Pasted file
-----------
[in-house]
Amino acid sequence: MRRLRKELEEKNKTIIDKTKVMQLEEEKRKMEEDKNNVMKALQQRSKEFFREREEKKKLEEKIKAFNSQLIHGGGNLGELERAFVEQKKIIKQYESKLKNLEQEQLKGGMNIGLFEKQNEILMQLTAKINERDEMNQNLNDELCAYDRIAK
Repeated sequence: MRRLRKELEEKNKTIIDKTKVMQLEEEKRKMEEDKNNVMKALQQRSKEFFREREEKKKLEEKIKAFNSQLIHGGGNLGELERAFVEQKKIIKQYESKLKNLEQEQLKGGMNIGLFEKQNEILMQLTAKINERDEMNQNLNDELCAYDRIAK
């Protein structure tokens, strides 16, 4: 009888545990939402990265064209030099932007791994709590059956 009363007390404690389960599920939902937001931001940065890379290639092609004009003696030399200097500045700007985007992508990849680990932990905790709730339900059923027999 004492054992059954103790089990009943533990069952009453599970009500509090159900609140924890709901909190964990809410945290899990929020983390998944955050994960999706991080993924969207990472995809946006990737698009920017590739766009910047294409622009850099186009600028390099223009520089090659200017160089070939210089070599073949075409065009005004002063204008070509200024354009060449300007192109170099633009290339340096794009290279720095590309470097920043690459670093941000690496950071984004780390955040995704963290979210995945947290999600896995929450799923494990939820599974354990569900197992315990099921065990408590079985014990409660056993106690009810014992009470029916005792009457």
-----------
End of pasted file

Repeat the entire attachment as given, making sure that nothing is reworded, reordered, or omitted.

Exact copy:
[in-house]
Amino acid sequence: MRRLRKELEEKNKTIIDKTKVMQLEEEKRKMEEDKNNVMKALQQRSKEFFREREEKKKLEEKIKAFNSQLIHGGGNLGELERAFVEQKKIIKQYESKLKNLEQEQLKGGMNIGLFEKQNEILMQLTAKINERDEMNQNLNDELCAYDRIAK
Repeated sequence: MRRLRKELEEKNKTIIDKTKVMQLEEEKRKMEEDKNNVMKALQQRSKEFFREREEKKKLEEKIKAFNSQLIHGGGNLGELERAFVEQKKIIKQYESKLKNLEQEQLKGGMNIGLFEKQNEILMQLTAKINERDEMNQNLNDELCAYDRIAK
């Protein structure tokens, strides 16, 4: 009888545990939402990265064209030099932007791994709590059956 009363007390404690389960599920939902937001931001940065890379290639092609004009003696030399200097500045700007985007992508990849680990932990905790709730339900059923027999 004492054992059954103790089990009943533990069952009453599970009500509090159900609140924890709901909190964990809410945290899990929020983390998944955050994960999706991080993924969207990472995809946006990737698009920017590739766009910047294409622009850099186009600028390099223009520089090659200017160089070939210089070599073949075409065009005004002063204008070509200024354009060449300007192109170099633009290339340096794009290279720095590309470097920043690459670093941000690496950071984004780390955040995704963290979210995945947290999600896995929450799923494990939820599974354990569900197992315990099921065990408590079985014990409660056993106690009810014992009470029916005792009457």